[That] is why Greek Antiquity has been such a point of reference in Western civilizations for more than two thousand years, and continues to be; so many of our conceptions about the world and about humanity were founded in that culture. History, philosophy, politics, natural science; everything comes from there. The only aspects of our own culture that don’t come from there are religion, which is Jewish, and the machine, which is our own.
This is reductive, incomplete, and wrong. Or really, as the physicist Wolfgang Pauli once sadly remarked about a paper, not even good enough to be wrong.
These missteps would be merely obnoxious if Knausgaard were writing about his life. But he’s writing about Nazism. When he sticks close to Hitler, he flashes perception—noticing, for instance, that Hitler had a “strong inner life, nourished by fantasies he goes to great lengths to preserve from any confrontation with reality.”
When he stumbles, however, it’s so bad that you get a sort of sick feeling. “Hitler recognized poverty as a major political problem,” Knausgaard writes, “and he was just as distraught about its inhumanity as Karl Marx and Jack London.” That’s a disgrace of a statement. What evidence do we have that Hitler could be distraught at the mental states of others? Isn’t it likelier that poverty offended his profoundly coherent will to German strength? And what a conclusion to draw from Mein Kampf, which of course states, 17 years before the Wannsee Conference, that “the final aim … must unshakably be the removal of the Jews altogether.”
Elsewhere, Knausgaard writes that “Hitler expressed what the average German thought but declined to say.” No. Hitler never won a fair election, and what makes this particular slip of understanding especially painful is that, elsewhere, Knausgaard cites the tragic, extraordinary diaries of the Jewish linguist Victor Klemperer, who specifically details how many ordinary Germans risked their lives to show signs of solidarity as he went into the streets of Berlin wearing his yellow star.
For a long time, readers have wondered why Knausgaard dared to title his book Min Kamp. His stubborn reading of Hitler’s life as a life insists in explicit terms upon the implication of the title and of the previous books that appeared under it, which is that we can only experience the world from a single perspective and that all institutions that pretend otherwise, including politics, including fiction, are stained by their denial of that. He understands the instinct to congregate but finds it impossible to place any faith in congregations. Only his personal experience is verifiable.
The tremendous irony there is how many readers have so completely identified with him, a random Norwegian halfway across the planet. The long and painful middle section of this book tries to make Knausgaard’s idea overt—or worse, perhaps, respectable—by departing from it, and moreover by taking a huge chance, by humanizing not just any figure, but Hitler.
There are traces of the muted humanity of W.G. Sebald in the attempt, but they’re disjoined from the remorseless clarity of Sebald’s intellect—or Roland Barthes’, or Claude Lévi-Strauss’, or Maggie Nelson’s, or Claudia Rankine’s, any of the writers who can distill meaning from a culture without leaving more questions than they answer. For the first time, Knausgaard’s least sophisticated accusers are right: This is the arrogance, grandiosity, and laziness of a loudmouthed white man who insists he’s worth 4,000 pages of your time.
There’s that perfect moment in The Great Gatsby when Tom Buchanan sneeringly tries to call Gatsby out in front of a crowd on his claims of being an “Oxford man,” only for Gatsby to present a perfectly reasonable explanation. “I wanted to get up and slap him on the back,” Nick says just afterward. “I had one of those renewals of complete faith in him that I’d experienced before.”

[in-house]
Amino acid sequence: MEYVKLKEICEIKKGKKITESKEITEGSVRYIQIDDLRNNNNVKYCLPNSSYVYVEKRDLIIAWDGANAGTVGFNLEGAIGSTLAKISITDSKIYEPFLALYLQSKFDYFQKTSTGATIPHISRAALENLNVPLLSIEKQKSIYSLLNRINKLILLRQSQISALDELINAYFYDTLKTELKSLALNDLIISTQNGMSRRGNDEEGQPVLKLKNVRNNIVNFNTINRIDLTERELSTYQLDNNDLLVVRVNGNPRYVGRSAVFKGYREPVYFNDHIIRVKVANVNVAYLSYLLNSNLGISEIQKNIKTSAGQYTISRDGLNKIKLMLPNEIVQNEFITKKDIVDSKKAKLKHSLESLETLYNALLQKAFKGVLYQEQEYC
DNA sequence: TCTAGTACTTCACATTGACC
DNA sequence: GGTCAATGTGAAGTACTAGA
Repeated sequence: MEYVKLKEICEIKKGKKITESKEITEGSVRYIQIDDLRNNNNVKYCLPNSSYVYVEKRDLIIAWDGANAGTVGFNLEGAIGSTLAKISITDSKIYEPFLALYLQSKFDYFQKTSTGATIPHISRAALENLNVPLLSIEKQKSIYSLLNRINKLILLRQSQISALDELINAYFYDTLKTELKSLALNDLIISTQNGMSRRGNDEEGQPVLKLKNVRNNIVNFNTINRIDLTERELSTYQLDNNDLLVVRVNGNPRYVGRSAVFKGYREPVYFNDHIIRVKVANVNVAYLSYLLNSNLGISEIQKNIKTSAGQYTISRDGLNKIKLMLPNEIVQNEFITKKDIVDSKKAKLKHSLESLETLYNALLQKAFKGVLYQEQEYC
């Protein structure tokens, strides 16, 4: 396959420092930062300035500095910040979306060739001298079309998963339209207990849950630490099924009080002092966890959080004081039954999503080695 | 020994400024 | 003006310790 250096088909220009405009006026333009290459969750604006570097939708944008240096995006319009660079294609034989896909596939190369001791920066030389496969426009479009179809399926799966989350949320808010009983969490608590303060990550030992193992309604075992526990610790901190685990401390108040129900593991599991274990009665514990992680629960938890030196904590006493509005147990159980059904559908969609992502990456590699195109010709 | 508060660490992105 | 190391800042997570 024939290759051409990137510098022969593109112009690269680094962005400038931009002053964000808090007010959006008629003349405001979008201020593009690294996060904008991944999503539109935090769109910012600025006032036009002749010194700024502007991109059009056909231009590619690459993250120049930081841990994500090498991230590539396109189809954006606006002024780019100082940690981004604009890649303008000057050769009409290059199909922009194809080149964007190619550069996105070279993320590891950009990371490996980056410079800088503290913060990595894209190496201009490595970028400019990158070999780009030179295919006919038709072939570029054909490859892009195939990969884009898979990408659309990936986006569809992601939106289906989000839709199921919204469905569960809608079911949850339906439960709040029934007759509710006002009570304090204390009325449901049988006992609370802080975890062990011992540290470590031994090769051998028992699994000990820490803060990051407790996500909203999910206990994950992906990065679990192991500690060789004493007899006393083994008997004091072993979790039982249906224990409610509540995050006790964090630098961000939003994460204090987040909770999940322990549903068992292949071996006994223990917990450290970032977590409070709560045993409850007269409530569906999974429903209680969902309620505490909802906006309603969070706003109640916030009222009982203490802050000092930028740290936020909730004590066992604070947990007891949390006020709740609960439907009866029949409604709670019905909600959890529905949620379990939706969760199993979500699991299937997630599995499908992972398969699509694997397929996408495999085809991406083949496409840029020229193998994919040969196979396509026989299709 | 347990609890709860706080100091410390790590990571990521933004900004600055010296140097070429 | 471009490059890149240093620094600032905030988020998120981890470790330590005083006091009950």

I felt the same way about 900 pages into the last segment of My Struggle, when Knausgaard departs Hitler for a sudden, glorious return to the style and tempo of the earlier books in the sequence. The subject matter to which he turns is painful: Karl Ove’s wife, Linda, has a mental breakdown, leaving him to watch their children alone and at the same time to deal with his jarring new fame (which so directly contravenes the single tonic note of the books, their sense of shame, linked, inexorably, to the author’s father).
But his description of this trying period has the purity and irresistible momentum of his finest work. It lies as ever in his willingness to be uninteresting. There’s something both ludicrous and amazing about a novel this long that can say, with 12 pages to go, matter-of-factly, “John’s third birthday loomed … ”
The whole trick is in those four words. What Knausgaard saw before anyone else, consciously or not, was that while it would be hard, indeed vanishingly unlikely, to write the best novel ever, almost anyone above a certain threshold of basic talent could write the truest one. The whole history of the realist novel has been based on the trick of managing detail to create verisimilitude (“solidity of specification,” Henry James called it). Knausgaard forces us to admit that this is in fact its own highly polished variant of falseness. For example, most novelists would omit—rightly!—the fact that their narrator had run the dishwasher. Knausgaard, however, not only says it, he writes, “With all the dishes put away, I filled the dishwasher again with what was left, sprinkled some powder in the little compartment, snapped the cover, closed the door, and put it on the sixty-degree program.”
This adherence to the kind of true realism Tristram Shandy satirizes is how we end up with Karl Ove’s mind-boggling number of Geirs—Gulliksen, Berdahl, Angell, all before he drops in “my oldest friend, Geir Prestbakmo”—and the great Knausgaardian sub-subpleasure, weird Scandinavian detail, e.g. when he eats “two slices of bread with liver paste and pickled beetroot.” Art is mostly about choosing not to describe that kind of thing. By removing the pressure of selection—the artfulness that characterizes art—Knausgaard has given us direct access to the part of us, whatever unmodified part lingers in us, that’s nature.
It is the same part of us that is strongest in childhood. Maybe no novelist has ever been superior to Knausgaard in describing the difference between the heightened clearness of purpose of childhood, even when it’s utterly wrong, and the murk of adulthood. As he writes, amid his endless trips to take his three children to get ice cream while Linda is ill, “What they had, and what I had lost, was a great and shiningly obvious place in their own lives.” If there is a unique magic to his work, it is the restoration of at least a glimmer of the great and shiningly obvious place that we might occupy in our own lives. Read Knausgaard from first word to last and it will change you. That is a promise that art makes, and rarely keeps, but a promise, as he has shown beautifully and bravely in himself over all these volumes, whatever their momentary imperfections, that nature always does.
My Struggle, Book 6 by Karl Ove Knausgaard. Archipelago Books.